Animal Evolution. Genomes, Fossils, And Trees
Some palaeontologists have suggested that animals appeared much earlier than the Cambrian explosion, possibly as early as 1 billion years ago. Early fossils that might represent animals appear for example in the 665-million-year-old rocks of the Trezona Formation of South Australia. These fossils are interpreted as most probably being early sponges. Trace fossils such as tracks and burrows found in the Tonian period (from 1 gya) may indicate the presence of triploblastic worm-like animals, roughly as large (about 5 mm wide) and complex as earthworms. However, similar tracks are produced today by the giant single-celled protist Gromia sphaerica, so the Tonian trace fossils may not indicate early animal evolution. Around the same time, the layered mats of microorganisms called stromatolites decreased in diversity, perhaps due to grazing by newly evolved animals. Objects such as sediment-filled tubes that resemble trace fossils of the burrows of wormlike animals have been found in 1.2 gya rocks in North America, in 1.5 gya rocks in Australia and North America, and in 1.7 gya rocks in Australia. Their interpretation as having an animal origin is disputed, as they might be water-escape or other structures.
Animal Evolution. Genomes, Fossils, and Trees
While this textbook view of a close relationship between vertebrates and echinoderms has endured, some unexpected results from recent studies using comparisons of animal DNA to reconstruct evolutionary trees have questioned it. In parallel, some of the specific traits in how embryos develop that had been emphasised as being unique to the deuterostome branch of animals have been discovered in some species of protostomes.
To find out, we used a computer to simulate the evolution of DNA in accordance with each scenario. We started with a random synthetic DNA sequence representing an ancestral animal. This DNA sequence was allowed to evolve by accumulating mutations according to each of the three trees.
Darwin had the greatest foresight. By comparing the fossils,he brought from Galapagos, he saw the evidence of evolution.Planetology is the study of layers of rocks to trace the evidenceand ecology of plants and animals from the distant past to thepresent day. Most fossils are found in the sedimentary rocks andclay deposited on the layers of rocks. One layer deposited on the topof other. Trapped in these layers are millions of years old fossil atvarious stages of evolution. As the rivers dried up, the sedimentaryrocks become hard. The sedimentary rocks unfold like pages of agigantic book. The earliest fossil of simple structures is found in thelowest or the oldest layers. As he examined younger and youngerrocks, he found complexity of structures. No human bones wereever found in any of these ancient rocks. During the pre-Cambrianera, about 450 million years ago when the climate changed, theCambrian explosions occurred when the frozen Earth began towarm.The single cell living creature instead of growing by asexualreproduction began to grow by sexual reproduction. The interactionof two separate chromosomes resulted in variations in gene poolwhich led to divergence of life forms and evolution from the simplestto the more complex life forms called the Cambrian Explosion of life.The progeny of the recombinant genes produced complexity. Onlythose recombinant daughter cells which carry genes that producedfunctional proteins survived and the rest died. The proof of theCambrian Explosion is trapped in the fossil record which lastedfor about 25 million years. Extracting fossils from the ancient,eroded rocks is a real challenge. The erosion of sedimentary rocksover the years is due to rain falls, windstorms, running waters, andtransportations of the rocks. Once DNA extraction is purified fromthe fossils, its genome could be sequenced, and its date could beestimated by Radioactive Dating method (Figure 2).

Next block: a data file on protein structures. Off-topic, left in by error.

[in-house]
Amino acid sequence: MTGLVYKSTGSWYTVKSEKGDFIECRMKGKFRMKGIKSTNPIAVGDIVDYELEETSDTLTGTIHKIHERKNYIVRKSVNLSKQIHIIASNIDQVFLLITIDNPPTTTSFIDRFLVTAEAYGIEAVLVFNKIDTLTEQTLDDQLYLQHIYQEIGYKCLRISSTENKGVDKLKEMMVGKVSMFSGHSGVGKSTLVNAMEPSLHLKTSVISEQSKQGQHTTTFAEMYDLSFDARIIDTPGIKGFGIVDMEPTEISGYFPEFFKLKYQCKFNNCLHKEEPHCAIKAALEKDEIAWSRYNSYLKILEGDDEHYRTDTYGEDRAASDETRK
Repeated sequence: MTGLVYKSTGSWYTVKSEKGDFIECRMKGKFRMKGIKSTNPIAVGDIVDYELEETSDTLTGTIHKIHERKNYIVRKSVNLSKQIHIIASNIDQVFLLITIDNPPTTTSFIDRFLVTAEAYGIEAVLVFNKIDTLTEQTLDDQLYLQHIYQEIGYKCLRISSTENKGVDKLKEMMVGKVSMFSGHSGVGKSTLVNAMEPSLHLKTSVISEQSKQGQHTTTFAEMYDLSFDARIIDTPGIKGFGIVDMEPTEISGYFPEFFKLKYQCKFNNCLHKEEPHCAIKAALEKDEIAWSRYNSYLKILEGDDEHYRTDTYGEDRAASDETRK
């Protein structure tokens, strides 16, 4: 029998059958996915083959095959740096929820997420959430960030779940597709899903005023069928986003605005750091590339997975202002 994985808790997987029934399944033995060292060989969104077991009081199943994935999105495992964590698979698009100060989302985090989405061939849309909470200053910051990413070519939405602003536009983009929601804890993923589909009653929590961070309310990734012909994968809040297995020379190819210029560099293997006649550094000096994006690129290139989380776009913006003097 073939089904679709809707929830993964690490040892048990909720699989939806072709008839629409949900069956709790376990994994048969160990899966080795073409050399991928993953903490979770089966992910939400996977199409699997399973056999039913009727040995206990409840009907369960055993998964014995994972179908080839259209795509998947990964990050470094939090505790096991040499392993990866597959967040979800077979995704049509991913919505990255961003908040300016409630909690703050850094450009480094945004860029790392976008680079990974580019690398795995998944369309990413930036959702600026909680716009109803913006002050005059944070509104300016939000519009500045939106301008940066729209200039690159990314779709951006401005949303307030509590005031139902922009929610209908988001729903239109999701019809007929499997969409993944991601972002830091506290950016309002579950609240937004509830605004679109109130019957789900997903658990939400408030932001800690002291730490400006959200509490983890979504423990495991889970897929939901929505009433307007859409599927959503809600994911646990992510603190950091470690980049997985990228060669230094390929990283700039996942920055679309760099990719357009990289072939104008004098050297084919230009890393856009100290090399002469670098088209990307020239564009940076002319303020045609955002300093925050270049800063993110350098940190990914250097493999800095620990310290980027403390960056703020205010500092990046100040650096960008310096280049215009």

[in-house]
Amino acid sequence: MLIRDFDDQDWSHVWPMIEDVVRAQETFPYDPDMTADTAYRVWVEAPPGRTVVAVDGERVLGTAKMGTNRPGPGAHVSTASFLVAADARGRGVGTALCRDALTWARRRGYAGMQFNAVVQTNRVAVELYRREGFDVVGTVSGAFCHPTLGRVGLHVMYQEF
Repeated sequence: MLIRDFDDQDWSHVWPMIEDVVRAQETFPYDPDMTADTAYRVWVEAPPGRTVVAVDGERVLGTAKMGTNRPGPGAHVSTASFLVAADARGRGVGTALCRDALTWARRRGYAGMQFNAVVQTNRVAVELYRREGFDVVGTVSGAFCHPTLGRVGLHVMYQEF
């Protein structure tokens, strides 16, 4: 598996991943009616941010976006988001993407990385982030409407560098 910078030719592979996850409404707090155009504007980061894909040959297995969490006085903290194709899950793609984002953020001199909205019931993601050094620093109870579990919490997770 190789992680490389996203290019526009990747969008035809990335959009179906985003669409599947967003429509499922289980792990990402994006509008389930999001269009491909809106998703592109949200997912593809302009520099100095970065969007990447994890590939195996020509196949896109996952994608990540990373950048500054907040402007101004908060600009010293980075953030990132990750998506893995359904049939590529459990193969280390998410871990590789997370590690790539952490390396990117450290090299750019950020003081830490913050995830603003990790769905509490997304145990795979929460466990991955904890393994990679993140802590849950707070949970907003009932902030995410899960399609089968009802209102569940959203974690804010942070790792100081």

UCLA-sponsored astrobiologists have progressed on several fronts pertaining to ancient animal life this year. Microbial studies on early Cambrian fossils confirm that shifts in body symmetry occurred several times in animal evolution. Sense organs are a fundamental feature of animal life. Studies of the evolution of the developmental genetics of sensory and neural systems in basal animals continued this year. Our group reported work on the eye/sense organ developmental gene sine oculis from sponges, jellyfish, ctenophores and basal bilaterians, including flatworms and mollusks. The work demonstrates the presence and, in the case of jellyfish, expression of these sense organ related genes, providing critical insight into the evolution of sense organs. We continue to make progress in this area with recovery of other sense organ genes such as optix and eyes absent in basal animals. We have also been successful in the first stages of recovery of genes that we infer to be important in the evolution of the skeletons of Bilateria. This investigation of the developmental underpinnings of invertebrate skeletogenesis will ultimately allow us to integrate the fossil record of evolution. 041b061a72